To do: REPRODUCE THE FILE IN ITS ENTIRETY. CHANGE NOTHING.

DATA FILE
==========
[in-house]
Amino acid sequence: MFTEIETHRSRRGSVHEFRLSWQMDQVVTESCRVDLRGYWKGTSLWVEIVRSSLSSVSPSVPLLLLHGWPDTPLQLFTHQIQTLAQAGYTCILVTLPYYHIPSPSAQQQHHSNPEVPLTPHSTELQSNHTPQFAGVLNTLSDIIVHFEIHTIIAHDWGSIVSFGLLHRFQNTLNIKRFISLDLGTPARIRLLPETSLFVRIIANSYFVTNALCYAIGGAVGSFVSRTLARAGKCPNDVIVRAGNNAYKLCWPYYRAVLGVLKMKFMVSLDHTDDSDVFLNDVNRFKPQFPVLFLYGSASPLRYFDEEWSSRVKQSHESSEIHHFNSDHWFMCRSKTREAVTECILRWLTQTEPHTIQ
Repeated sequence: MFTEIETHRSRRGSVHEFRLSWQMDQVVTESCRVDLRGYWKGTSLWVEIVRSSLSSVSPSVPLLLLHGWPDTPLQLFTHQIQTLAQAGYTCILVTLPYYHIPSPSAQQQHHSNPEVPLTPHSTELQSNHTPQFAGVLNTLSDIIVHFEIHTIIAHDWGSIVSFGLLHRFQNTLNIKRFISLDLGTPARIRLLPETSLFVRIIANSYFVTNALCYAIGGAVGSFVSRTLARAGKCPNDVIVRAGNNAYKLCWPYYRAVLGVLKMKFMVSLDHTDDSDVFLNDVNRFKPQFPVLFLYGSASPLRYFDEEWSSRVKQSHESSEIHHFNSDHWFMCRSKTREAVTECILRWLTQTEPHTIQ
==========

[in-house]
Amino acid sequence: MFTEIETHRSRRGSVHEFRLSWQMDQVVTESCRVDLRGYWKGTSLWVEIVRSSLSSVSPSVPLLLLHGWPDTPLQLFTHQIQTLAQAGYTCILVTLPYYHIPSPSAQQQHHSNPEVPLTPHSTELQSNHTPQFAGVLNTLSDIIVHFEIHTIIAHDWGSIVSFGLLHRFQNTLNIKRFISLDLGTPARIRLLPETSLFVRIIANSYFVTNALCYAIGGAVGSFVSRTLARAGKCPNDVIVRAGNNAYKLCWPYYRAVLGVLKMKFMVSLDHTDDSDVFLNDVNRFKPQFPVLFLYGSASPLRYFDEEWSSRVKQSHESSEIHHFNSDHWFMCRSKTREAVTECILRWLTQTEPHTIQ
Repeated sequence: MFTEIETHRSRRGSVHEFRLSWQMDQVVTESCRVDLRGYWKGTSLWVEIVRSSLSSVSPSVPLLLLHGWPDTPLQLFTHQIQTLAQAGYTCILVTLPYYHIPSPSAQQQHHSNPEVPLTPHSTELQSNHTPQFAGVLNTLSDIIVHFEIHTIIAHDWGSIVSFGLLHRFQNTLNIKRFISLDLGTPARIRLLPETSLFVRIIANSYFVTNALCYAIGGAVGSFVSRTLARAGKCPNDVIVRAGNNAYKLCWPYYRAVLGVLKMKFMVSLDHTDDSDVFLNDVNRFKPQFPVLFLYGSASPLRYFDEEWSSRVKQSHESSEIHHFNSDHWFMCRSKTREAVTECILRWLTQTEPHTIQ